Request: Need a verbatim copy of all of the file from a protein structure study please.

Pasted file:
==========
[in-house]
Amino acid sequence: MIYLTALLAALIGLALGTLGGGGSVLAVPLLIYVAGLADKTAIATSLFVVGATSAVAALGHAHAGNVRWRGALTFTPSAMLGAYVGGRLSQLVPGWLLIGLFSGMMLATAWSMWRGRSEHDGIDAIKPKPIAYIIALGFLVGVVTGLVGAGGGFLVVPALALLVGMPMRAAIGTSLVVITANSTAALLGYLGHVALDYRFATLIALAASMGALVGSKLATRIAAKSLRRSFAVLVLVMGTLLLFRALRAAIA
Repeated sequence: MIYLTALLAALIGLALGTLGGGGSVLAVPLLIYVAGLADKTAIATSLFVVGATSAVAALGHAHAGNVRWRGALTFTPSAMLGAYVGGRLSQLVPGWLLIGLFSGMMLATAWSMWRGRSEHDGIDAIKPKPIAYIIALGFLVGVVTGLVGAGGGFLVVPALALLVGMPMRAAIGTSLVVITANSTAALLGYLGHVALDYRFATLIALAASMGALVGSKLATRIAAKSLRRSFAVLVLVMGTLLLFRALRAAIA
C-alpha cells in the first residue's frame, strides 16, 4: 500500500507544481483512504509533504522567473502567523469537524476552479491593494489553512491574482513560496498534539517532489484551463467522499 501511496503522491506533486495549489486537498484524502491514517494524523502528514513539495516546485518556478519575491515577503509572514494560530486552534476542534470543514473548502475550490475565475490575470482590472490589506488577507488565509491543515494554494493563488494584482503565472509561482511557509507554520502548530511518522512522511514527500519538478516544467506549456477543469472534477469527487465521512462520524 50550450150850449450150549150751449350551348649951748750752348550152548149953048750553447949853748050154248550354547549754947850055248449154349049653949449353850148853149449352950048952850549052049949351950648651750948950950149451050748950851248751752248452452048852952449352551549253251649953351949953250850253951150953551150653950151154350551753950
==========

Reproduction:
[in-house]
Amino acid sequence: MIYLTALLAALIGLALGTLGGGGSVLAVPLLIYVAGLADKTAIATSLFVVGATSAVAALGHAHAGNVRWRGALTFTPSAMLGAYVGGRLSQLVPGWLLIGLFSGMMLATAWSMWRGRSEHDGIDAIKPKPIAYIIALGFLVGVVTGLVGAGGGFLVVPALALLVGMPMRAAIGTSLVVITANSTAALLGYLGHVALDYRFATLIALAASMGALVGSKLATRIAAKSLRRSFAVLVLVMGTLLLFRALRAAIA
Repeated sequence: MIYLTALLAALIGLALGTLGGGGSVLAVPLLIYVAGLADKTAIATSLFVVGATSAVAALGHAHAGNVRWRGALTFTPSAMLGAYVGGRLSQLVPGWLLIGLFSGMMLATAWSMWRGRSEHDGIDAIKPKPIAYIIALGFLVGVVTGLVGAGGGFLVVPALALLVGMPMRAAIGTSLVVITANSTAALLGYLGHVALDYRFATLIALAASMGALVGSKLATRIAAKSLRRSFAVLVLVMGTLLLFRALRAAIA
C-alpha cells in the first residue's frame, strides 16, 4: 500500500507544481483512504509533504522567473502567523469537524476552479491593494489553512491574482513560496498534539517532489484551463467522499 501511496503522491506533486495549489486537498484524502491514517494524523502528514513539495516546485518556478519575491515577503509572514494560530486552534476542534470543514473548502475550490475565475490575470482590472490589506488577507488565509491543515494554494493563488494584482503565472509561482511557509507554520502548530511518522512522511514527500519538478516544467506549456477543469472534477469527487465521512462520524 50550450150850449450150549150751449350551348649951748750752348550152548149953048750553447949853748050154248550354547549754947850055248449154349049653949449353850148853149449352950048952850549052049949351950648651750948950950149451050748950851248751752248452452048852952449352551549253251649953351949953250850253951150953551150653950151154350551753950